enter image description here

In this case the narrative warrants descriptive text before the image. This is especially fitting in a writing style where it's like the author is directly showing the user something, it's like I hand you a picture "Here, take a look at this".

In many situations this may be inappropriate and unexpected; caption below the image is conventional and conventions exist to guide users. By simple virtue of following conventions you save your users a lot of confusion and time. Conventions are important, especially in "new" forms of media.

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    Hi Ben - sorry, I don't seem to have thanked you for this comment! I like your suggestion that this is context-specific. Cheers :) Commented Mar 18, 2012 at 19:32

I don't have any hard evidence, just couple suggestions:

  1. Stick to the standard, copy your peers, that is what your users are used to. You are talking about both video and images so I am not sure if your peer is cogapp.com or YouTube.com (with titles above the video).

  2. You are stressing the importance of the text over the image. I believe the layout of the text has more importance than it's position here, the cogapp.com does a great job with white text on black background with enough padding.

  3. Consider the position of the image/video + text on the website. If the text is more important you may want it to be visible without scrolling. Users don't scroll and have typically smaller monitor than you.

  4. My rule of thumb is that title should be single line and should be above the image while description can be multi-line and should be below the image.

Hope it will help a bit.

  • Thanks Daniel. In fact since I work for an agency, "peers" is a very variable description :) All good points, especially (3.) Commented Feb 7, 2012 at 14:16
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    Ahah, sorry, my bad! Meant to do, then got distracted by actually writing a comment. Fixed :) Commented Feb 7, 2012 at 14:41

Any content will be read and processed if it's placed and styled properly.

It is especially important in online publishing because content is disclosed progressively through scrolling, which is unlike print media where the concrete physical size allows readers to see the entire content at a glance. As a result, when consuming digital content, the user will likely need to scroll down to read the caption, then go back up to continue reading the main content, and then scroll down again to skip the image that breaks up the text. Moreover, in many online publications, captions are often not styled differently from the body text adding to the confusion.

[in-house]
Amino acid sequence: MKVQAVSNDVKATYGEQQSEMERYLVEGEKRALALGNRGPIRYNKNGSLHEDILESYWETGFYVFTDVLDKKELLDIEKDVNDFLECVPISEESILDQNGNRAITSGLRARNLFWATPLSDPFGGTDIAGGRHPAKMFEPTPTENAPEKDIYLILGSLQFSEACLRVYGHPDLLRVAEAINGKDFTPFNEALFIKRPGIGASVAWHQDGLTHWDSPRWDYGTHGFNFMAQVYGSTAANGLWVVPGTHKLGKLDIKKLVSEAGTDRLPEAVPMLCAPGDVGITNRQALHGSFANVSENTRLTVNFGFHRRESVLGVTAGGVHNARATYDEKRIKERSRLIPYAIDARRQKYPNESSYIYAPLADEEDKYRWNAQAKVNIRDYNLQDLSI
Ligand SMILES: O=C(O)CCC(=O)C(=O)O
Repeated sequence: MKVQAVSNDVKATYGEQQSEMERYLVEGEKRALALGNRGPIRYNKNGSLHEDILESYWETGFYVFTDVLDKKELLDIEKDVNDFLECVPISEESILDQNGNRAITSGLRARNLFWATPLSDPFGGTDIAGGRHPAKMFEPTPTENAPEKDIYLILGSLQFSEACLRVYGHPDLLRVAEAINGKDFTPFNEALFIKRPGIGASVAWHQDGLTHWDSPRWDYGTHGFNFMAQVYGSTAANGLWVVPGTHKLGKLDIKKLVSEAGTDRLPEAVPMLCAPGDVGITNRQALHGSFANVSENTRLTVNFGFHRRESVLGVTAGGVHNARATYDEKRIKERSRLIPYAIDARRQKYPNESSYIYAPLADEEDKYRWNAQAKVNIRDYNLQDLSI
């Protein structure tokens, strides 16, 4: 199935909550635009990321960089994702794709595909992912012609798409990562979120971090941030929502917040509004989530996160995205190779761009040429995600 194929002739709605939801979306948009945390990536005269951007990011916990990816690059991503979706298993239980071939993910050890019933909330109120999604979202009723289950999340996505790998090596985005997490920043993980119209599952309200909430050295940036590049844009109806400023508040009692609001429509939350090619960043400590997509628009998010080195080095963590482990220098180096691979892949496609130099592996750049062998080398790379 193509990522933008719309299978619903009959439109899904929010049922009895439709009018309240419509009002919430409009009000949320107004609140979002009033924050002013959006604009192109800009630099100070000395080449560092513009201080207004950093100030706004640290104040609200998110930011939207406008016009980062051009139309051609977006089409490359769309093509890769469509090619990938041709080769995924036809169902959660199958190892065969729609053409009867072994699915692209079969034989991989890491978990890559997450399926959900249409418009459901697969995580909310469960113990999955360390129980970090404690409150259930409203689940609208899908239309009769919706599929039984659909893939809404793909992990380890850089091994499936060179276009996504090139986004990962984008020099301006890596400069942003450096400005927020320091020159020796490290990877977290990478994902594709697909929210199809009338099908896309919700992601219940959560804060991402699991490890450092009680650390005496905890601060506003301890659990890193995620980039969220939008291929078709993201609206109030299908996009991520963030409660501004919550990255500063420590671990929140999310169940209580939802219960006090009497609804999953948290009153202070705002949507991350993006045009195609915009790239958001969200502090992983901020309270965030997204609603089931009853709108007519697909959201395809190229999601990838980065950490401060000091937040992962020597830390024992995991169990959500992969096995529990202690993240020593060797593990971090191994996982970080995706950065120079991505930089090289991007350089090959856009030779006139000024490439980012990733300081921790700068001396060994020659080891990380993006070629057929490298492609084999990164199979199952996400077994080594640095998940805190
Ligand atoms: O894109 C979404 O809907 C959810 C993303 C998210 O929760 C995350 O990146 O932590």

Therefore, there I'll distill the following rule for captioning images and videos online:

If the image/video begins above the fold and the height including the caption is under 600px (i.e. above the fold on 768px-tall screens including browser chrome & header) and it's the only image/video on the page, then you can place the caption under it.

However, if the image/video goes below the fold or there are other images/videos on the page, then the caption should be placed above it to ensure consistency and prevent user confusion. In addition, captions must be styled differently from the body text in all cases.

  • Thanks, I think that's a really useful reminder about what shows/doesn't show above the fold, and the extent to which there are other images present. Commented Feb 7, 2012 at 14:14

Media content, especially an image grabs a users attention straight away, the natural flow is then to proceed downwards meaning that anything above (most usually a navigation bar) is left ignored until really needed. Captions for media content are better displayed below to fall into that natural flow, a user is more likely to WANT to read a description if it follows, not leads. Titles are best above any content however, i believe. Take Youtube into account as they have most probably had a research team of Ethnographers on the subject and come up with their layout as it stands now, which has also set a standard of sorts.